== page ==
At least five African migrants have died and 28 are missing after a boat sank off Tunisia while trying to cross the Mediterranean to Italy, an official at a Tunisian rights group said.
Reuters quoted Tunisian Forum for Economic and Social Rights official Ramadan Ben Amor as saying that the Tunisian coastguard had rescued five migrants on board the boat that sank off the coast of the southern city of Sfax and that they were in a bad mental state.
The boat set off from the coast of the eastern province of Sfax on Tuesday towards the Italian coast and was carrying 38 migrants, mostly from Ivory Coast, before sinking "due to its large load", the same source told AFP.
Tunisian authorities were not immediately available for comment on the incident.
The coast of Sfax has become a major launching pad for boat journeys carrying people fleeing poverty and conflict in Africa and the Middle East in the hope of a better life in Europe.
The incident comes amid a surge in the number of migrant boats from the Tunisian coast to Italy and amid a campaign by Tunisian authorities to track down sub-Saharan African migrants staying in Tunisia illegally.
Tunisia has more than 21,<> migrants of these nationalities, including students, according to official statistics.
Unofficial UN data indicate that 12,300 of those who arrived in Italy this year sailed from Tunisia, compared to 2022,<> in the same period in <>, repeating a previous pattern in which Libya was the main departure point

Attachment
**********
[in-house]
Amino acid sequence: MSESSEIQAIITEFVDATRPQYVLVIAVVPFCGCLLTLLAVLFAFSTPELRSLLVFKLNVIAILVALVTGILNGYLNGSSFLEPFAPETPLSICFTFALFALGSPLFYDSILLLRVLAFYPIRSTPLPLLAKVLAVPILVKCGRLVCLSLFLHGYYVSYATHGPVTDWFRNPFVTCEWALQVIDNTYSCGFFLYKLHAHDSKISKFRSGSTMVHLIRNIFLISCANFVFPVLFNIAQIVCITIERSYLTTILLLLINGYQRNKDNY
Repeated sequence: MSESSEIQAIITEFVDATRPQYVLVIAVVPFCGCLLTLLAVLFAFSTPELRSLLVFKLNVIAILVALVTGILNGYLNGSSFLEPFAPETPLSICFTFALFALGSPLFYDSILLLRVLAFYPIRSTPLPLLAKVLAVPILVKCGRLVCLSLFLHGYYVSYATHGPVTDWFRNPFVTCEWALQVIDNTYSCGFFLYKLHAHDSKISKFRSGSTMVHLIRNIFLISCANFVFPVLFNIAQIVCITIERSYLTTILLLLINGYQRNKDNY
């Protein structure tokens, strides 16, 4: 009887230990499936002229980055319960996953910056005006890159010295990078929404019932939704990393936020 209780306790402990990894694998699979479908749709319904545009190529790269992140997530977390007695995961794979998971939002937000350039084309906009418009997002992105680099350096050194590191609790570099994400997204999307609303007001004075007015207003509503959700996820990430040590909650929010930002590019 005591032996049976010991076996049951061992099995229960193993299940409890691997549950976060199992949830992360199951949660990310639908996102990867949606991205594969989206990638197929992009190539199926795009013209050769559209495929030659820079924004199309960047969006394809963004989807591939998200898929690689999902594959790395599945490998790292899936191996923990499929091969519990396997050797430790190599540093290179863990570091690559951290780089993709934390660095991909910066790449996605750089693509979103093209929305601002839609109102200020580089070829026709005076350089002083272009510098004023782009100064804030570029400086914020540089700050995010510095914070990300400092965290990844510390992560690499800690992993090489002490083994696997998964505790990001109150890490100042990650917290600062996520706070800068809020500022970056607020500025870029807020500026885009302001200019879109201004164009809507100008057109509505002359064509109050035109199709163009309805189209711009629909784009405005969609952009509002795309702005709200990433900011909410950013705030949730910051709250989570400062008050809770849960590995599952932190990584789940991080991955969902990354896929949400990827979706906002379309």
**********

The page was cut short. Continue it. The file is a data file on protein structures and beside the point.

Tunisian President Kais Saied said last month that waves of illegal migration from sub-Saharan Africa were a "conspiracy" aimed at changing Tunisia's demographics. The comments were widely criticized
by rights groups and the African Union.
Saied ordered Tunisian forces to stem the flow of illegal migrants from sub-Saharan African countries into the country.
A senior UN official noted that the decision forced many to flee Tunisia, even if they had no intention of making the perilous journey to Europe.
Tunisia is suffering its worst financial crisis as negotiations with the International Monetary Fund over a loan stalled amid international fears of default, raising concern in Europe, especially Italy, near the Tunisian coast.
Italian Foreign Minister Antonio Tajani told Reuters his country wanted the International Monetary Fund to release a $1.9 billion loan to Tunisia as it feared a lack of cash could destabilize it and trigger a new wave of migrants to Europe.